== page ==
--- On Wed, 3/9/11, Christine DeLoach <christine_deloach@...> wrote:

          From: Christine DeLoach <christine_deloach@...>
          Subject: Re: [EAKC] Chicago-Based Resources for Toddler/PreSchool/Older Child Adoption
          To: EAKC@yahoogroups.com
          Date: Wednesday, March 9, 2011, 10:49 PM

           
          My son was 30 months when he came home.  I had an Ethiopian sitter the first month or so til he went to daycare/preschool. A friend of mine is a speech pathologist and she recommended the Baby Bumble Bee series to increase his language. She saw him, unofficially when he'd been home 2 days and said he'd be just fine with language if I followed the program she outlined with the videos and flashcards. We saw an international specialist when we first came home then went to a regular pediatrician for his vaccinations.  The regular pediatrician suggested he be seen for early intervention to be on the safe side, although the international specialist said it wasn't necessary. It turned out to be unnecessary for us. Having someone in the home to translate when he first came home really helped. Using the videos and flashcards from Baby Bumble Bee were the single biggest contributor to his language development. By the time he was seen by the early intervention people, 10 weeks after coming home, his language skills were already to the level of someone who was aged 30 months although he was 32 months at the time. And 30 - 36 months for the occupational things they test for.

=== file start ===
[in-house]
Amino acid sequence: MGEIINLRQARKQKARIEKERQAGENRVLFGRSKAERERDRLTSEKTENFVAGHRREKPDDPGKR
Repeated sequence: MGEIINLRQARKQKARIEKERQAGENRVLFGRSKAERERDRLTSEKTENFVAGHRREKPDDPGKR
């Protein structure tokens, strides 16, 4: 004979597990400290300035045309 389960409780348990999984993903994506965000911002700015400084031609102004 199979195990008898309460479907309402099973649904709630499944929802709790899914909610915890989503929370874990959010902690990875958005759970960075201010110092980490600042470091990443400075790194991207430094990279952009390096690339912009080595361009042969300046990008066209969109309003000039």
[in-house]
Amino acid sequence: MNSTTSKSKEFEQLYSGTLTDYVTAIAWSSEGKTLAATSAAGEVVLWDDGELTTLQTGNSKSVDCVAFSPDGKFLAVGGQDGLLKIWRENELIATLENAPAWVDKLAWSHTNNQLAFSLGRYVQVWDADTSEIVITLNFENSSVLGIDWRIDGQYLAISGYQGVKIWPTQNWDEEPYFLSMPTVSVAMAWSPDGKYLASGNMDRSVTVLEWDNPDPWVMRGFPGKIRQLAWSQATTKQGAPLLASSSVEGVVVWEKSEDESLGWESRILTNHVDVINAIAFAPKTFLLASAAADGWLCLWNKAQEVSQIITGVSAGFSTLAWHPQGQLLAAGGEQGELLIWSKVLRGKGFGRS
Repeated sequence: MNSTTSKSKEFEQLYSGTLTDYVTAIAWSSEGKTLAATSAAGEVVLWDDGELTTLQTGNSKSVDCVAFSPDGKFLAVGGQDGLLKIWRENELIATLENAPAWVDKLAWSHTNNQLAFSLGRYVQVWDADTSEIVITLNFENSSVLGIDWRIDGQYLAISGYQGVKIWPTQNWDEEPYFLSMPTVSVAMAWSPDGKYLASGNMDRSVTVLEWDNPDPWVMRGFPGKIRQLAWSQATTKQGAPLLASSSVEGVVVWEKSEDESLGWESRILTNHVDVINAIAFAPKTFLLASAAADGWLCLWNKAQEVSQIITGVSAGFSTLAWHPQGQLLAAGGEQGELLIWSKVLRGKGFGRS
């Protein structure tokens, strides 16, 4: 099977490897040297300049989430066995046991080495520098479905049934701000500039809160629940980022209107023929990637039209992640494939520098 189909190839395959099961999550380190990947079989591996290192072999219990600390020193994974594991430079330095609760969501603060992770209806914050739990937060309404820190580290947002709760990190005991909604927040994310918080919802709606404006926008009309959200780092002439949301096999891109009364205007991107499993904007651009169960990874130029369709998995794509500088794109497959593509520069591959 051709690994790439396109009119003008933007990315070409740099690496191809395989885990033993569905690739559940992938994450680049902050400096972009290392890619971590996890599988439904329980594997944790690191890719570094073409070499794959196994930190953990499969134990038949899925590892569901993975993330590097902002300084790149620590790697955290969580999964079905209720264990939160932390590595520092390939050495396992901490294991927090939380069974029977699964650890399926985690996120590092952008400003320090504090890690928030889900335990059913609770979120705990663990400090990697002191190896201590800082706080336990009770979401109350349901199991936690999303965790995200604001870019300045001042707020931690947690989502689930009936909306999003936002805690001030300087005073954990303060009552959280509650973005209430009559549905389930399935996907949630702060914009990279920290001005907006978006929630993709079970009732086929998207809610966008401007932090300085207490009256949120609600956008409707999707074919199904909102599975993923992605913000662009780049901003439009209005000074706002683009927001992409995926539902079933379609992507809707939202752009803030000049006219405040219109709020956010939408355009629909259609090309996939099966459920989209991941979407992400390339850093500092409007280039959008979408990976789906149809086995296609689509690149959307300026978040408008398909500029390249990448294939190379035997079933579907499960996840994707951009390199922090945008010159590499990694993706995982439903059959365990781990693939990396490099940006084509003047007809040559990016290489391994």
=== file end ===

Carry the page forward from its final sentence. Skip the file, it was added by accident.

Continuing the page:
Basically he was all caught up. His language, cognitive, and occupational skills continued to explode when he went to daycare. 

          Essentially you want to look for if your child has a firm grasp of his native language for the age they are. My son talked up a storm with the care takers in Ethiopia and when he returned home. I had no clue what he was saying but I could tell they did and they didn't have any trouble understanding what he was saying.